Comparing the teaching and learning of Ohm's law in Grade 10 Physical Sciences in resourced and underresourced schools
Mngonyama, Nomawethu Thelma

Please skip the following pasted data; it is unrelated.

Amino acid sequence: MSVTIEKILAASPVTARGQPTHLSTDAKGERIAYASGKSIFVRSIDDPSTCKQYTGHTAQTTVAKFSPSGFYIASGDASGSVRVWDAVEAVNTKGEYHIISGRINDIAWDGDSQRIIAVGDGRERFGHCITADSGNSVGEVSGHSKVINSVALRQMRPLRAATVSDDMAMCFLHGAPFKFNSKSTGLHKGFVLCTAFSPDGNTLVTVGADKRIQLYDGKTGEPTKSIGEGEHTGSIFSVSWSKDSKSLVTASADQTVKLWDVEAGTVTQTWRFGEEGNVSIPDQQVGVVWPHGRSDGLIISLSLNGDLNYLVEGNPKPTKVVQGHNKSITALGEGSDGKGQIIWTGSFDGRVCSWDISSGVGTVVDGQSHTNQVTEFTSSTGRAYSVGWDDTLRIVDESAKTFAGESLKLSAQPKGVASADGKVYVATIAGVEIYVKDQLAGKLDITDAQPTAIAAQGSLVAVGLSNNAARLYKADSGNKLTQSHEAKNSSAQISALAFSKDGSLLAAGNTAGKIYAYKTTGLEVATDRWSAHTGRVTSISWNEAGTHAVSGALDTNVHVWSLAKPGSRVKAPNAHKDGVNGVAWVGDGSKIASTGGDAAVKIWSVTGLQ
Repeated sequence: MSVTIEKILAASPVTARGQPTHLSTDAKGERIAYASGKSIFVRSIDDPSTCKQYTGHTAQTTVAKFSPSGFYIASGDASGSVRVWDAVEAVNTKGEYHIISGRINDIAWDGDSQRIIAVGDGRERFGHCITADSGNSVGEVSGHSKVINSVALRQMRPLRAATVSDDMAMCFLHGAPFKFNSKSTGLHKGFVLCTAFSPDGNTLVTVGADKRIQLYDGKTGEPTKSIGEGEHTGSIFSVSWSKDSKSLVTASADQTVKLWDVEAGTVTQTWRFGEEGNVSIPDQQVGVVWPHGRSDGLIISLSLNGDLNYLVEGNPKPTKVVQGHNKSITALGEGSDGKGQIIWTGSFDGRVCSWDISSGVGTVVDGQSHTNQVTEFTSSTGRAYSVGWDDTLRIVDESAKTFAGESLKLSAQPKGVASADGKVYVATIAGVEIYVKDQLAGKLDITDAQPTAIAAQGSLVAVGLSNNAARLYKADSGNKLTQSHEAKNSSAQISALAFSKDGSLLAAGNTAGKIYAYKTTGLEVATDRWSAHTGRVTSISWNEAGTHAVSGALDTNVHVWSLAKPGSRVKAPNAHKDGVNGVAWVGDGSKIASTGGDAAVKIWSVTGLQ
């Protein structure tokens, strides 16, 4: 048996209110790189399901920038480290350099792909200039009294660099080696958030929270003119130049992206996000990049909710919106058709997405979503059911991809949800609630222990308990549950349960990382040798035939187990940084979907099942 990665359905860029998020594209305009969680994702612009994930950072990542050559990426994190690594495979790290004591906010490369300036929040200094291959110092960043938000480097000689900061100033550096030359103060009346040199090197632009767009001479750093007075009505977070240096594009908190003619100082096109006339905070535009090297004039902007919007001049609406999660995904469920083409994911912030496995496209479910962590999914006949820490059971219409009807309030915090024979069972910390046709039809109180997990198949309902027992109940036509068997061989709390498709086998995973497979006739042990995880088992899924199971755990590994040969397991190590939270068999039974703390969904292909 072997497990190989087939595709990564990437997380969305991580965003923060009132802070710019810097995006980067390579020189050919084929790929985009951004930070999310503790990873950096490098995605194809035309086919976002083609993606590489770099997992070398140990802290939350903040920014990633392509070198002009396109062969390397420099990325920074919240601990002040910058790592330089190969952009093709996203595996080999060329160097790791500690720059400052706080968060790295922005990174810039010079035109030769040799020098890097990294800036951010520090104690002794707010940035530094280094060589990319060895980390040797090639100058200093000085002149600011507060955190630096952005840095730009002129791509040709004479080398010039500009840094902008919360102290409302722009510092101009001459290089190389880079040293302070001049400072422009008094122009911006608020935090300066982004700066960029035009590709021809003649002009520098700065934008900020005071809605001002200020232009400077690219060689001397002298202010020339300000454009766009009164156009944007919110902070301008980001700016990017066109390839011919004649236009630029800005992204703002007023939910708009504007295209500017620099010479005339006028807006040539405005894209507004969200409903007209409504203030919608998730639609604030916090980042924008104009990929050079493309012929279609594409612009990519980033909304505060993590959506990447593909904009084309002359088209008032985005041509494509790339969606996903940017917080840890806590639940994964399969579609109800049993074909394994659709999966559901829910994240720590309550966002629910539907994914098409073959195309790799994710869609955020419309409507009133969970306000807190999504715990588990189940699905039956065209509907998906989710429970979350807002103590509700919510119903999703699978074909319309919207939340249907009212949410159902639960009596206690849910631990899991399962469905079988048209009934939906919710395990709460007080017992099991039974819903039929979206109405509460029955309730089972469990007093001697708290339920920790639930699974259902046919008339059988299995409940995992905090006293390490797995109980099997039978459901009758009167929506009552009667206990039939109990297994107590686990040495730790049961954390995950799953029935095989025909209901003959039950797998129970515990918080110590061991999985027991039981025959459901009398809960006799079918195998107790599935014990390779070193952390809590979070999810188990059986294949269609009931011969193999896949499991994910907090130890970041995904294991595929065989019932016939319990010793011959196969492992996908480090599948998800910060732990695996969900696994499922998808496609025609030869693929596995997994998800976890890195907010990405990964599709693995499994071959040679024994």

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The research study was conducted in two rural schools in the same district that served as the sample .One school is a well- resourced Dinaledi school and the other one is an under- resourced school. According to the National Diagnostic reports of the last few years, the performance of learners in the National Senior Certificate examination in Physical Sciences was poor especially in those questions that require learners' higher order thinking skills. It appeared that educators found it difficult to teach some of the topics that were based on practical work because the majority of the rural schools were underresourced. Due to the disparities and poor performance in the achievement of learners in the districts, the researcher decided to conduct this research study in an attempt to compare the teaching and learning of Ohm's law in Physical Sciences in resourced and under-resourced schools in the district. The theoretical framework that underpins this research is constructivism, as the focus is on constructing meaning and knowledge gained by the learners using apparatus such as electric circuit boards. Two classes of Grade 10 learners, one each from a resourced school and under-resourced school, were selected purposively. The classes were observed whilst being taught Ohm's law. All the learners wrote the same test and their performance was compared. The two Physical Sciences educators who taught the classes were interviewed after the lessons. The study found that in the resourced school learners were exposed to hands-on activities as part of a practical-oriented class. Their interaction with the apparatus while learning about Ohm's law put them in a much better position to answer questions, especially higher order questions. On the other hand in the under-resourced school learners were exposed to a theoretical-based teaching method which placed them at a severe disadvantage in answering questions during assessments. This study has implications for fellow science teachers, curriculum advisors and other education department officials as it describes actual practices of educators in two schools and examines the influence that resources have on learners' performances.